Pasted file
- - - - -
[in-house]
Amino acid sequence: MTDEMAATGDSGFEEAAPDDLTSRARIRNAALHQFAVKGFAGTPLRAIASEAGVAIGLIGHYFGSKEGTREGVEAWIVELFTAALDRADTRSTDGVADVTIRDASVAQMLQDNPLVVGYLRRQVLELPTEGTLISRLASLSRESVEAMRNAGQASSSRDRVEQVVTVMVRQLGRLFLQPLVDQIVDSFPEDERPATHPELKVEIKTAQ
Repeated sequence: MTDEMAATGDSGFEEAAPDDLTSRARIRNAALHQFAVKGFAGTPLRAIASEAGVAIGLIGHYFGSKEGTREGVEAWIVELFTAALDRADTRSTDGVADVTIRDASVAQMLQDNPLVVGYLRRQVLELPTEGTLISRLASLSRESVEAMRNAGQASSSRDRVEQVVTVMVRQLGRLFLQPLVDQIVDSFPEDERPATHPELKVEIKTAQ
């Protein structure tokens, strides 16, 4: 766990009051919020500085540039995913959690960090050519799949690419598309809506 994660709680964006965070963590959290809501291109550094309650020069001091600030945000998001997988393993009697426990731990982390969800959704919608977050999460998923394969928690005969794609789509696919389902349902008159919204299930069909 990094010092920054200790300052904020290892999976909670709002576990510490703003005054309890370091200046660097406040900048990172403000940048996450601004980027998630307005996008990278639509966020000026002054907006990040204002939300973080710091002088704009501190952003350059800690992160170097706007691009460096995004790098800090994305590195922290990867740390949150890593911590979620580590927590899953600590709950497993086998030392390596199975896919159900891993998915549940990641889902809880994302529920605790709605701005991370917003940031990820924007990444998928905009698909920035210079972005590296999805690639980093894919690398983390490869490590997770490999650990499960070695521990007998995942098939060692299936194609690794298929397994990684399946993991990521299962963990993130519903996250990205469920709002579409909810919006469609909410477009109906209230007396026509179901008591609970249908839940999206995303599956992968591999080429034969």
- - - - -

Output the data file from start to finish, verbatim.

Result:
[in-house]
Amino acid sequence: MTDEMAATGDSGFEEAAPDDLTSRARIRNAALHQFAVKGFAGTPLRAIASEAGVAIGLIGHYFGSKEGTREGVEAWIVELFTAALDRADTRSTDGVADVTIRDASVAQMLQDNPLVVGYLRRQVLELPTEGTLISRLASLSRESVEAMRNAGQASSSRDRVEQVVTVMVRQLGRLFLQPLVDQIVDSFPEDERPATHPELKVEIKTAQ
Repeated sequence: MTDEMAATGDSGFEEAAPDDLTSRARIRNAALHQFAVKGFAGTPLRAIASEAGVAIGLIGHYFGSKEGTREGVEAWIVELFTAALDRADTRSTDGVADVTIRDASVAQMLQDNPLVVGYLRRQVLELPTEGTLISRLASLSRESVEAMRNAGQASSSRDRVEQVVTVMVRQLGRLFLQPLVDQIVDSFPEDERPATHPELKVEIKTAQ
């Protein structure tokens, strides 16, 4: 766990009051919020500085540039995913959690960090050519799949690419598309809506 994660709680964006965070963590959290809501291109550094309650020069001091600030945000998001997988393993009697426990731990982390969800959704919608977050999460998923394969928690005969794609789509696919389902349902008159919204299930069909 990094010092920054200790300052904020290892999976909670709002576990510490703003005054309890370091200046660097406040900048990172403000940048996450601004980027998630307005996008990278639509966020000026002054907006990040204002939300973080710091002088704009501190952003350059800690992160170097706007691009460096995004790098800090994305590195922290990867740390949150890593911590979620580590927590899953600590709950497993086998030392390596199975896919159900891993998915549940990641889902809880994302529920605790709605701005991370917003940031990820924007990444998928905009698909920035210079972005590296999805690639980093894919690398983390490869490590997770490999650990499960070695521990007998995942098939060692299936194609690794298929397994990684399946993991990521299962963990993130519903996250990205469920709002579409909810919006469609909410477009109906209230007396026509179901008591609970249908839940999206995303599956992968591999080429034969």